As rock music gained steam in the late 60s, Martin Guitars adapted, collaborating with artists like Jimmy Page and Jeff Beck to create custom electrified instruments that could meet the demands of amplified music. As the 1970s brought in an era of enormous stadium shows, Martin kept up with the changing times and remained the acoustic guitar of choice for many of the biggest rock bands of the time. Throughout this period and to this very day, Martin has remained a family business, handed down through the generations with its legacy firmly intact, the faith of its customers quite rightly never wavering. 

In recent decades, Martin Guitars has continued to innovate, incorporating cutting-edge materials and technologies without sacrificing their commitment to traditional craftsmanship. The introduction of the X Series, featuring environmentally friendly materials and sleek designs, has appealed to a brand new generation of players. Collaborations with artists like Ed Sheeran and John Mayer have resulted in unique, limited-edition models that blend vintage aesthetics with modern playability. 

Chris Martin, the sixth-generation and current owner of the company, now frequently engages in speaking events about his family’s business, highlighting the brand’s enduring commitment to their legacy of quality handcrafted instruments. In addition to this, in 2018 Martin hired virtuoso internet personality Greg Koch as their brand ambassador, who now performs clinics across the United States demonstrating the brand’s products to great effect. 

Willie Nelson Martin

Martin Guitars’ storied history is a testament to the power of innovation, craftsmanship, and dedication. From their humble beginnings to their current status as a legacy brand and industry leader, the company has consistently pushed the boundaries of what an acoustic guitar can be. Remaining the benchmark for quality of sound and feel, Martins have become the acoustic guitar that all others are compared to, and will likely remain so for the foreseeable future.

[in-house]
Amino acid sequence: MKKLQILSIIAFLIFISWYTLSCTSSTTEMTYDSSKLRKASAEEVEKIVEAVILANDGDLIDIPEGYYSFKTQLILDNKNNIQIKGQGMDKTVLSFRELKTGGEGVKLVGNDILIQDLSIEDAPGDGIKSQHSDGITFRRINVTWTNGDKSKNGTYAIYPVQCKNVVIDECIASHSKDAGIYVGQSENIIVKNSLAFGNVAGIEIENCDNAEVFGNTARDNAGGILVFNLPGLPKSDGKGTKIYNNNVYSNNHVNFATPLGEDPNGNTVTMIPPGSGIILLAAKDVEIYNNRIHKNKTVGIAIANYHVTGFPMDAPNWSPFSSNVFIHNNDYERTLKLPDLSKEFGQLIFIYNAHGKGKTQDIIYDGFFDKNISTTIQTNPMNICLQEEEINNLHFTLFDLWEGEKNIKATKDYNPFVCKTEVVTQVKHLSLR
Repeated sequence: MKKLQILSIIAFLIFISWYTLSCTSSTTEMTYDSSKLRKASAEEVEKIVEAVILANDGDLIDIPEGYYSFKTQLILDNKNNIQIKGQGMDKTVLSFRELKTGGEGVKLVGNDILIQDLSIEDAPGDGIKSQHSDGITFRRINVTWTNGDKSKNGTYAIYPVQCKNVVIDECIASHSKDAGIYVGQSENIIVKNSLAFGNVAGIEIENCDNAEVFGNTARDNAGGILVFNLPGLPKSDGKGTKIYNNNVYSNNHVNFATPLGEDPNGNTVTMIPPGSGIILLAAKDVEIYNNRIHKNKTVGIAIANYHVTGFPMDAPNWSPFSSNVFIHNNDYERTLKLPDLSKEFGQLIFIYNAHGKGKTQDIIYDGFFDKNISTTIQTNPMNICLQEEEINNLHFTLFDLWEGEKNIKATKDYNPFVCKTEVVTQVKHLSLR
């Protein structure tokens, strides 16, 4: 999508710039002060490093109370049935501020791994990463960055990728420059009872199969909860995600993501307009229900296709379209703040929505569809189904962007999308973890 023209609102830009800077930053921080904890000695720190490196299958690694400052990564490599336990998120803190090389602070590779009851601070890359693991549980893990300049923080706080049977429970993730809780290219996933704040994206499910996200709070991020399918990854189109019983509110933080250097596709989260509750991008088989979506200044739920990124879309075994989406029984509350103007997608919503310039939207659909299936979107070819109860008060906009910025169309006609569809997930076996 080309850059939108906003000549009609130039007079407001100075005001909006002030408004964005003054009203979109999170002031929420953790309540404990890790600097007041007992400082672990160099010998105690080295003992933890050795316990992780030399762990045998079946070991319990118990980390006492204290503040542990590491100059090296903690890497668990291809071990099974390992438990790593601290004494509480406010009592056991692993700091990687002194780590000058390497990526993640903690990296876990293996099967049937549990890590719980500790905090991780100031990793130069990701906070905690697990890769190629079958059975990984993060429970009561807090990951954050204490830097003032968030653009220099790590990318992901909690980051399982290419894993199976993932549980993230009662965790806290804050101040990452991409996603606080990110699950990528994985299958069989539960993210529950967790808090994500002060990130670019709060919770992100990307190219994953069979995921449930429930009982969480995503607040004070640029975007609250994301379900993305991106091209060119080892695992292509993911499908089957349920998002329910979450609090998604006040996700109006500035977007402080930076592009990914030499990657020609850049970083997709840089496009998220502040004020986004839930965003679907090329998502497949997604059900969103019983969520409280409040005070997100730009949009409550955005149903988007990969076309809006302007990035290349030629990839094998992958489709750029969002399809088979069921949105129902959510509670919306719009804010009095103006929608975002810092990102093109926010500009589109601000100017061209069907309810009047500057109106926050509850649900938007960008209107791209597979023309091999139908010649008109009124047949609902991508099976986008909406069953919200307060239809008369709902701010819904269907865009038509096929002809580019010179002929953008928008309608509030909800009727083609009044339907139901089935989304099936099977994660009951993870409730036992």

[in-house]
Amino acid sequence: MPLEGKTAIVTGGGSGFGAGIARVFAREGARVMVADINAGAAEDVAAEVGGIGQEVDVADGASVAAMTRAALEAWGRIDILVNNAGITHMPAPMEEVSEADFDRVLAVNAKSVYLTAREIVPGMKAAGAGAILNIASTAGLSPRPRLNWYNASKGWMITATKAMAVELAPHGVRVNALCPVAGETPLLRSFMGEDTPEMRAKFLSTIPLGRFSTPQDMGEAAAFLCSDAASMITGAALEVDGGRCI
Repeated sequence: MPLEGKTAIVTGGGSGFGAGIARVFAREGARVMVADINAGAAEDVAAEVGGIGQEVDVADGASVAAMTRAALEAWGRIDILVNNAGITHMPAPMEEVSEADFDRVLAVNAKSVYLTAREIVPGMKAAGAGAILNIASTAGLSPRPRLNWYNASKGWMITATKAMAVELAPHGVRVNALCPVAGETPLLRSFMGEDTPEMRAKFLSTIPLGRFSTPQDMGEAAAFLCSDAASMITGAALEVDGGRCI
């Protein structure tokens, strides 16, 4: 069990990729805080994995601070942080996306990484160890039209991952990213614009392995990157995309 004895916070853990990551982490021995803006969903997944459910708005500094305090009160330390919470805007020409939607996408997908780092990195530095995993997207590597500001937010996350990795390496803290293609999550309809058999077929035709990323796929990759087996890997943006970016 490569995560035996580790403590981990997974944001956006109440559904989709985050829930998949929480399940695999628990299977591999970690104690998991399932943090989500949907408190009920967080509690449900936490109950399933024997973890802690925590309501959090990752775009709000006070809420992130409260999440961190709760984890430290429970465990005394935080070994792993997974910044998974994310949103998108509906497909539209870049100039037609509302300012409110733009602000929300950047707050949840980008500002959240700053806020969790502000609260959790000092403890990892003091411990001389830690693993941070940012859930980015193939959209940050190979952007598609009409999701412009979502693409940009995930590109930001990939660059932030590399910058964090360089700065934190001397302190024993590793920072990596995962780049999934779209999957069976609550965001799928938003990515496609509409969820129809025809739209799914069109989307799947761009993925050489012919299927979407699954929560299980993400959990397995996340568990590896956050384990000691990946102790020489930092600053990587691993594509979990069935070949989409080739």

Whilst Martin’s influence has reached global proportions, its most undying legacy will no doubt be the effect of the D-28 on American music. To say that the D-28 has ‘shaped’ the sound of America for the last eighty years is no overstatement. When one considers the effect that the instrument had on Bluegrass, Country and Folk music, its ripple effect on music as a whole is impossible to underestimate. With a list of iconic artists that includes Hank Williams, Johnny Cash, Elvis Presley, Bob Dylan, Doc Watson, Joni Mitchell, Neil Young, John Prine and many many more, it’s doubtful that there is another single guitar on which more timeless songs have been written. It is an object that irrefutably contains ‘quintessence’, there is nothing you could add to it or take away from it that would make it any more perfect than it is. It is the acoustic guitar. 

Today, brilliant players like Billy Strings, Jason Isbell, Sturgill Simpson and Molly Tuttle prove that the Martin D-28 is as important to country music and bluegrass as it has always been. Beyond that, it is used, along with a myriad of other Martin guitars, by countless songwriters around the world across all genres to bring the songs in their heads to life. Whilst the world of electric guitars has always been, and seems to be continually divided between two very popular and very different legacy brands, when it comes to acoustic guitars, there is no doubt whatsoever about who remains royalty. The gold standard: C.F. Martin & Company.

For more info on their history, keep reading at Martin. For local Martin enquiries, visit ELFA.